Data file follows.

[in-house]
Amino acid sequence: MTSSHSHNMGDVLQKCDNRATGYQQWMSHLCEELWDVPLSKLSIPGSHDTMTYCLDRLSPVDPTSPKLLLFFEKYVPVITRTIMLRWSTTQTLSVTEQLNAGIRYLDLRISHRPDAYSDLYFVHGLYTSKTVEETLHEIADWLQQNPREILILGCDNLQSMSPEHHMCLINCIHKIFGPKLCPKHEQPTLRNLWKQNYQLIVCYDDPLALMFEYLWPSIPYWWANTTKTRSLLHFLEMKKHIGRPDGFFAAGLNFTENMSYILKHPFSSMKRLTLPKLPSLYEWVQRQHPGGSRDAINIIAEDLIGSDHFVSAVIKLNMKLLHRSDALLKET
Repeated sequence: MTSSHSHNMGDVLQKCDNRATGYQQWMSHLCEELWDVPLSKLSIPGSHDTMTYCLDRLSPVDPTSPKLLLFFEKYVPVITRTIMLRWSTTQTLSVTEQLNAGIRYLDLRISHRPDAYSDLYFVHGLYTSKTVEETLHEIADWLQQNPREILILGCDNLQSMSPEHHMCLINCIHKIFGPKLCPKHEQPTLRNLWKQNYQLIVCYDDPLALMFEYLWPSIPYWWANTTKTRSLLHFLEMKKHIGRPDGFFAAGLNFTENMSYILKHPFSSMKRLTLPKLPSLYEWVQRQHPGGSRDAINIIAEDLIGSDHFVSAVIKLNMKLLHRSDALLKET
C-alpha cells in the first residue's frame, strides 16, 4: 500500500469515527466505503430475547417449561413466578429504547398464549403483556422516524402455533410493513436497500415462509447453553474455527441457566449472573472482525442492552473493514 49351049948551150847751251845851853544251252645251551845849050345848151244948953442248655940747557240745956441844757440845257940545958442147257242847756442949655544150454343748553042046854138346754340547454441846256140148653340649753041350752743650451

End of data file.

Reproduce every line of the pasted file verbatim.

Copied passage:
[in-house]
Amino acid sequence: MTSSHSHNMGDVLQKCDNRATGYQQWMSHLCEELWDVPLSKLSIPGSHDTMTYCLDRLSPVDPTSPKLLLFFEKYVPVITRTIMLRWSTTQTLSVTEQLNAGIRYLDLRISHRPDAYSDLYFVHGLYTSKTVEETLHEIADWLQQNPREILILGCDNLQSMSPEHHMCLINCIHKIFGPKLCPKHEQPTLRNLWKQNYQLIVCYDDPLALMFEYLWPSIPYWWANTTKTRSLLHFLEMKKHIGRPDGFFAAGLNFTENMSYILKHPFSSMKRLTLPKLPSLYEWVQRQHPGGSRDAINIIAEDLIGSDHFVSAVIKLNMKLLHRSDALLKET
Repeated sequence: MTSSHSHNMGDVLQKCDNRATGYQQWMSHLCEELWDVPLSKLSIPGSHDTMTYCLDRLSPVDPTSPKLLLFFEKYVPVITRTIMLRWSTTQTLSVTEQLNAGIRYLDLRISHRPDAYSDLYFVHGLYTSKTVEETLHEIADWLQQNPREILILGCDNLQSMSPEHHMCLINCIHKIFGPKLCPKHEQPTLRNLWKQNYQLIVCYDDPLALMFEYLWPSIPYWWANTTKTRSLLHFLEMKKHIGRPDGFFAAGLNFTENMSYILKHPFSSMKRLTLPKLPSLYEWVQRQHPGGSRDAINIIAEDLIGSDHFVSAVIKLNMKLLHRSDALLKET
C-alpha cells in the first residue's frame, strides 16, 4: 500500500469515527466505503430475547417449561413466578429504547398464549403483556422516524402455533410493513436497500415462509447453553474455527441457566449472573472482525442492552473493514 49351049948551150847751251845851853544251252645251551845849050345848151244948953442248655940747557240745956441844757440845257940545958442147257242847756442949655544150454343748553042046854138346754340547454441846256140148653340649753041350752743650451